With backing from Williams College alumni and a grant from the Vermont Housing and Conservation Board, the group seeking to purchase Prospect Mountain Nordic Ski Center is nearing its goal.
David Newell, president of the nonprofit Prospect Mountain Association, said Friday that an early fall closing on the 144-acre property is anticipated. The volunteer effort, which had been discussed among local ski enthusiasts over the past few years, was announced publicly late last year.
Newell said graduates of Williams, which holds nordic team training sessions and races at Prospect Mountain, have promised “a significant contribution” toward the $900,000 sale price.
The VHCB in June approved a $285,000 grant, and skiers, coaches and others from around the region have pledged support, he said.
“Like anything, this has been an extremely long haul, but I think it will be worth it,” Newell said.
The next fundraising phase will be to open the drive to the general public, which will be launched with an informational session at the Prospect Lodge on Sept. 16 at 2 p.m.
The group recently completed the process to become a nonprofit organization capable of receiving tax-deductible donations. Newell said the PMA has a nine-member board of directors, including four representatives from the college alumni.
“We need to raise $265,000 from us,” Newell said. “We have some of it raised, but now we need more folks to pitch in and help with that.”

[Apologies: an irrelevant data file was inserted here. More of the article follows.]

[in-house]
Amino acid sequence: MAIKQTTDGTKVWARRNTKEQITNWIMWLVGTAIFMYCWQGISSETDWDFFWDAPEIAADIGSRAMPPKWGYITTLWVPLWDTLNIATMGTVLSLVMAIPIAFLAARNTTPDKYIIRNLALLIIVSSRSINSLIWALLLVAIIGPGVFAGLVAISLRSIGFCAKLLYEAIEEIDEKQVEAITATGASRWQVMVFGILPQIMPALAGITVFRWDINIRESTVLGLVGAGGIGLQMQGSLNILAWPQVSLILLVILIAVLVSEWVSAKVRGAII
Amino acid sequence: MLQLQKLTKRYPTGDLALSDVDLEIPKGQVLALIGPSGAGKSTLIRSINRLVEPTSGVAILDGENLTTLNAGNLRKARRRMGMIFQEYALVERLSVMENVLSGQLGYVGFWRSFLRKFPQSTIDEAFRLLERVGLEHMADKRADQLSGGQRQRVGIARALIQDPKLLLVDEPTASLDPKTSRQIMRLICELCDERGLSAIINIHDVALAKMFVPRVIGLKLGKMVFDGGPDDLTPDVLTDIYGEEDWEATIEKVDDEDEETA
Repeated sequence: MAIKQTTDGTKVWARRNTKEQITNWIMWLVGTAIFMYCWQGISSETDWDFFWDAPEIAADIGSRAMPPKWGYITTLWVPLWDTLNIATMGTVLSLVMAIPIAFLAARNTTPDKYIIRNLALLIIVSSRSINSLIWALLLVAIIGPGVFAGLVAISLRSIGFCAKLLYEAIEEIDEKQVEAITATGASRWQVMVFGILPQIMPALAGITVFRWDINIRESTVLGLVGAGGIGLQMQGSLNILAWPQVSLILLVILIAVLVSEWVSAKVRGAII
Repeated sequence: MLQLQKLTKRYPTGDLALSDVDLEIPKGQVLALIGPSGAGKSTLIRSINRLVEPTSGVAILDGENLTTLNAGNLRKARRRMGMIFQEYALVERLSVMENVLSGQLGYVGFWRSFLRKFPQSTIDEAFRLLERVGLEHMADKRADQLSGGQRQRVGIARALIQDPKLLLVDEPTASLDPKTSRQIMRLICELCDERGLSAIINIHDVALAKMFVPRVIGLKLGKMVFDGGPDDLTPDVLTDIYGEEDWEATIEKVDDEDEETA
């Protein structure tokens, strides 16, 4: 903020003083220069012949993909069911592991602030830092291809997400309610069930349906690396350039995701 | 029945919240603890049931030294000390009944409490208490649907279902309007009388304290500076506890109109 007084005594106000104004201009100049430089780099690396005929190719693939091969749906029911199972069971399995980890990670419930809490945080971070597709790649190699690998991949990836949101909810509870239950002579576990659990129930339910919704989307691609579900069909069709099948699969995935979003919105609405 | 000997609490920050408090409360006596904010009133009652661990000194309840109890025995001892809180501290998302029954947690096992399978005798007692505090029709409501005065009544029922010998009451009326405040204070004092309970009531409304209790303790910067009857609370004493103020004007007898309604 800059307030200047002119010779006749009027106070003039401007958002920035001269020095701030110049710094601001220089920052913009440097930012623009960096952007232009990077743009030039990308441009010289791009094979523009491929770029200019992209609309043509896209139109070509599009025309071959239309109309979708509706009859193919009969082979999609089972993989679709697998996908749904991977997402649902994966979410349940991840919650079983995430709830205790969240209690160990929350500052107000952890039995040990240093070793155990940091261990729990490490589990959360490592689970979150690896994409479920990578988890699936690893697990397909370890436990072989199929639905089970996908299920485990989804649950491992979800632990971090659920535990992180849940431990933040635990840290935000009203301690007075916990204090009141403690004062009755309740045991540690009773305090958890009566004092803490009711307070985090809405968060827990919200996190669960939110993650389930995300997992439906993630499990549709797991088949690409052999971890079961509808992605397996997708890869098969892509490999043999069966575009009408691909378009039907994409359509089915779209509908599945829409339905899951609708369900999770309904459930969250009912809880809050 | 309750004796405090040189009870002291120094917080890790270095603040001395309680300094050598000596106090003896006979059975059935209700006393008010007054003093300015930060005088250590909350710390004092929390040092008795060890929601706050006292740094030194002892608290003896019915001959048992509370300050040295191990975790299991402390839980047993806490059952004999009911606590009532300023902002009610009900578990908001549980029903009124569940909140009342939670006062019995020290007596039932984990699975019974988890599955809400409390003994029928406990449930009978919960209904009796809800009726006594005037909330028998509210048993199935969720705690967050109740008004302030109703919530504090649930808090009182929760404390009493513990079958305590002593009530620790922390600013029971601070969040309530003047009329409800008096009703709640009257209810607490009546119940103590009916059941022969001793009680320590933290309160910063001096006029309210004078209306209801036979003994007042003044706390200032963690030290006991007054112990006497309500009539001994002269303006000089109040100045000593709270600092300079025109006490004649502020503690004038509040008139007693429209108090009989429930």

The overall amount sought, he said, will include both the purchase price and some additional funds for facility upgrades and sale closing costs.
A core group of residents began a few years ago to discuss the feasibility of purchasing the center from longtime owners Steve Whitham and Andrea Amodeo, who were considering selling the property after operating the center for 26 years. The owners have cooperated by allowing the association time to seek funding, and Whitham will stay on as manager after the PMA takes ownership.
Part of the VHCB grant agreement calls for the property to be preserved, and the Vermont Land Trust and its southwest regional director, Donald Campbell, have been involved in that effort.
Many with fond memories
In addition to Williams College, Mount Anthony Union High School and Mount Greylock Regional High School nordic teams have trained at the Woodford ski area, and numerous other teams from Vermont and elsewhere have participated in races or ski programs on the mountain. Because many have fond memories of Prospect, association members said, they’ve received enthusiastic responses when approaching current or former coaches, school team members and others.
They said hundreds of youth have participated over the years in ski programs like the Bill Koch League, including a few who went on to compete in the Olympics — David Jareckie and Andy Newell.
In announcing the VHCB grant in June, board Executive Director Gus Seelig called Prospect Mountain “a great community resource” that is important to the economic vitality of the Bennington area. The property also is surrounded by National Forest land and includes a mountaintop Seelig said ranked high among those in Vermont that should be protected.
In the future, the group hopes to consider snowmaking equipment for the center to allow earlier or later skiing and ensure good snow cover for major races, and it will explore ideas for off-season recreation on the mountain, such as hiking, bicycling or special events.
Prospect also has twice hosted national snowshoe racing events.
Prospect Mountain opened during the 1930s as a small downhill ski area, with a rope tow and later two T-bars.
For 26 years, it has been a cross-country facility, offering 17.8 miles of trails. The base lodge elevation near the parking area off Route 9 is at 2,150, while the peak is at 2,740 feet.